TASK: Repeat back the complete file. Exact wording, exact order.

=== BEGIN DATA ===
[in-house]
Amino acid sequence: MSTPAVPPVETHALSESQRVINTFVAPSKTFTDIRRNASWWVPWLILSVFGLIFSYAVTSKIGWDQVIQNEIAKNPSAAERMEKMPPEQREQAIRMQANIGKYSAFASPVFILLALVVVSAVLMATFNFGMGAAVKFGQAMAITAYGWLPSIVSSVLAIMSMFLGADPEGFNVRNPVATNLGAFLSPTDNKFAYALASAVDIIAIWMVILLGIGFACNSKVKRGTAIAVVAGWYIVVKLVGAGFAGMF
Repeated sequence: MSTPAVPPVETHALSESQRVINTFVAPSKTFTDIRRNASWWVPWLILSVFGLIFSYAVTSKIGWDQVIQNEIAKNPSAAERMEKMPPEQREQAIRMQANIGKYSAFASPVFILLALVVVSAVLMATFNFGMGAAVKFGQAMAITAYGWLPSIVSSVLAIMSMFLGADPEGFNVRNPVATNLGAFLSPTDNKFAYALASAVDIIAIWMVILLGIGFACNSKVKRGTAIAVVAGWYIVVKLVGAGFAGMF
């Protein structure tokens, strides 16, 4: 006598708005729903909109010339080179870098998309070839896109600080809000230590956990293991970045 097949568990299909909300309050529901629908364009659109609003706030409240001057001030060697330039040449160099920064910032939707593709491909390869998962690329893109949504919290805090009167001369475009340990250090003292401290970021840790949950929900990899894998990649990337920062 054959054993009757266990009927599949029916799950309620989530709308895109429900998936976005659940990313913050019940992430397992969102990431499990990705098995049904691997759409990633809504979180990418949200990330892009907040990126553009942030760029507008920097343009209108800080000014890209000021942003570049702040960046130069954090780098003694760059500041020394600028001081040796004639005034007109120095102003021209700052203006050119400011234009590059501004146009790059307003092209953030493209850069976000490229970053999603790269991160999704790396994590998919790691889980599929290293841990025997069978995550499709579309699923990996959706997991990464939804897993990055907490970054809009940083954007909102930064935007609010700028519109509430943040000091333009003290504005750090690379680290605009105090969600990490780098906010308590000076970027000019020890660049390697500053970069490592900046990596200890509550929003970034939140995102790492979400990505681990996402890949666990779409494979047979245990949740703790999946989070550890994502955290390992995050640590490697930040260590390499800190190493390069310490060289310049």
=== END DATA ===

[in-house]
Amino acid sequence: MSTPAVPPVETHALSESQRVINTFVAPSKTFTDIRRNASWWVPWLILSVFGLIFSYAVTSKIGWDQVIQNEIAKNPSAAERMEKMPPEQREQAIRMQANIGKYSAFASPVFILLALVVVSAVLMATFNFGMGAAVKFGQAMAITAYGWLPSIVSSVLAIMSMFLGADPEGFNVRNPVATNLGAFLSPTDNKFAYALASAVDIIAIWMVILLGIGFACNSKVKRGTAIAVVAGWYIVVKLVGAGFAGMF
Repeated sequence: MSTPAVPPVETHALSESQRVINTFVAPSKTFTDIRRNASWWVPWLILSVFGLIFSYAVTSKIGWDQVIQNEIAKNPSAAERMEKMPPEQREQAIRMQANIGKYSAFASPVFILLALVVVSAVLMATFNFGMGAAVKFGQAMAITAYGWLPSIVSSVLAIMSMFLGADPEGFNVRNPVATNLGAFLSPTDNKFAYALASAVDIIAIWMVILLGIGFACNSKVKRGTAIAVVAGWYIVVKLVGAGFAGMF
């Protein structure tokens, strides 16, 4: 006598708005729903909109010339080179870098998309070839896109600080809000230590956990293991970045 097949568990299909909300309050529901629908364009659109609003706030409240001057001030060697330039040449160099920064910032939707593709491909390869998962690329893109949504919290805090009167001369475009340990250090003292401290970021840790949950929900990899894998990649990337920062 054959054993009757266990009927599949029916799950309620989530709308895109429900998936976005659940990313913050019940992430397992969102990431499990990705098995049904691997759409990633809504979180990418949200990330892009907040990126553009942030760029507008920097343009209108800080000014890209000021942003570049702040960046130069954090780098003694760059500041020394600028001081040796004639005034007109120095102003021209700052203006050119400011234009590059501004146009790059307003092209953030493209850069976000490229970053999603790269991160999704790396994590998919790691889980599929290293841990025997069978995550499709579309699923990996959706997991990464939804897993990055907490970054809009940083954007909102930064935007609010700028519109509430943040000091333009003290504005750090690379680290605009105090969600990490780098906010308590000076970027000019020890660049390697500053970069490592900046990596200890509550929003970034939140995102790492979400990505681990996402890949666990779409494979047979245990949740703790999946989070550890994502955290390992995050640590490697930040260590390499800190190493390069310490060289310049």